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This article was published 30/8/2019 (341 days ago), so information in it may no longer be current.
The River East Royal Knights' castle has been seized for the upcoming hockey season by a new opponent: mould.
The Royal Knights, whose home rink is the Terry Sawchuk Memorial Arena, has been told by the City of Winnipeg the structure will be closed immediately and into next year because of mould in the facility and the need to remove it.
"It's a disaster," team president and general manager Barry Bonni said. "It will be like every game is an away game."
Bonni, whose Manitoba Major Junior Hockey League team plays up to 23 home games a season, said he only found out about the length of the closure Friday.
"I've known for a few weeks it could be closed until the middle of September," he said. "Then, in the last week, a couple of rink attendants said they heard it will be closed until January. But today I got a call from (city Coun.) Jeff Browaty and he said the whole season.
"I asked him: will they have one guy with a toothbrush cleaning it? Why is it taking so long?"
The problem, said Glen Stefanyshen, City of Winnipeg superintendent of building and asset operation, is the mould remediation was not budgeted, and it will take time to put out a tender before making the final decision how to deal with the problem.
"During some maintenance, including removing the reflective ceiling, it was discovered there was mould on the wood surface of the ceiling. We did testing — it was deemed at the time of testing not harmful — (but) 25 to 30 per cent of the surface had mould on it.
"We're erring on the side of caution (to remove the mould)."
Stefanyshen said the city has already checked other similarly constructed arenas. It determined the Charlie Gardiner facility has no mould issues, but Century and Billy Mosienko arenas do. Environmental consultants have told the city the buildings are "safe, if monthly measurements are taken to monitor the situation."
Peter de Graaf, city manager of community development and recreation, said officials will now have to take a look at re-doing ice allocations for the major users of Winnipeg's other city-run 11 arenas to find room for the groups displaced by the Terry Sawchuk closure. Besides the Royal Knights, minor hockey and ringette teams use the arena, as well as skating teams and lessons.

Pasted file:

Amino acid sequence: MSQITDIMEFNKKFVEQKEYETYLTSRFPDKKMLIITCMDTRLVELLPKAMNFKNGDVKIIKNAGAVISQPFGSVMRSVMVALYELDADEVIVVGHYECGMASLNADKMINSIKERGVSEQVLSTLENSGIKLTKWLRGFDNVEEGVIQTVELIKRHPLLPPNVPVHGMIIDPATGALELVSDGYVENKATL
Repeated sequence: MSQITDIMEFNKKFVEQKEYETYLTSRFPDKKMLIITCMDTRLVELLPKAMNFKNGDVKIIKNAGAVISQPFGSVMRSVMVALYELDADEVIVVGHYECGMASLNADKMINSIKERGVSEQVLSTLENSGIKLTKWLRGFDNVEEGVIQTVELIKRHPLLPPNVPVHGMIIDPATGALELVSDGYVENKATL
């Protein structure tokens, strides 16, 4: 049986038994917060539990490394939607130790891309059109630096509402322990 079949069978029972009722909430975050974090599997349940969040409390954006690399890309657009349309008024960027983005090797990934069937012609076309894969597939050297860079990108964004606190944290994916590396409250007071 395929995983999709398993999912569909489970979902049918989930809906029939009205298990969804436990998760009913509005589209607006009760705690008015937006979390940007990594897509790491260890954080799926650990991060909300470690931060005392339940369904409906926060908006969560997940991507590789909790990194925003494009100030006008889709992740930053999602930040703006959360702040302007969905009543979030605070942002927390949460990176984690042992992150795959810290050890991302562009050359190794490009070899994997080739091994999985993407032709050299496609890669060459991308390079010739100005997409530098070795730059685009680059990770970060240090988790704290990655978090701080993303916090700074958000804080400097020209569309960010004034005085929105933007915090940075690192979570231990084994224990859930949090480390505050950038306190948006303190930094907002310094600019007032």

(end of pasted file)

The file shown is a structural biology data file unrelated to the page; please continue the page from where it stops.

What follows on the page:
De Graaf said the Terry Sawchuk rink has 1,200 hours of ice booked each year officials will try to find space for elsewhere.
"We'll look at all the options," he said. "Last year, we were at 85 per cent of capacity in prime-time hours, so there is 15 per cent capacity in prime-time hours (available)."
Bonni said the Royal Knights will not only have to find a place to put all of their equipment this season, but the closure is also displacing their office from the arena.
"Time will tell how if will affect us fan-wise," he said. "I've been running this hockey club for 38 years and I've never had this happen before."
Kevin Rollason is one of the more versatile reporters at the Winnipeg Free Press. Whether it is covering city hall, the law courts, or general reporting, Rollason can be counted on to not only answer the 5 Ws — Who, What, When, Where and Why — but to do it in an interesting and accessible way for readers.
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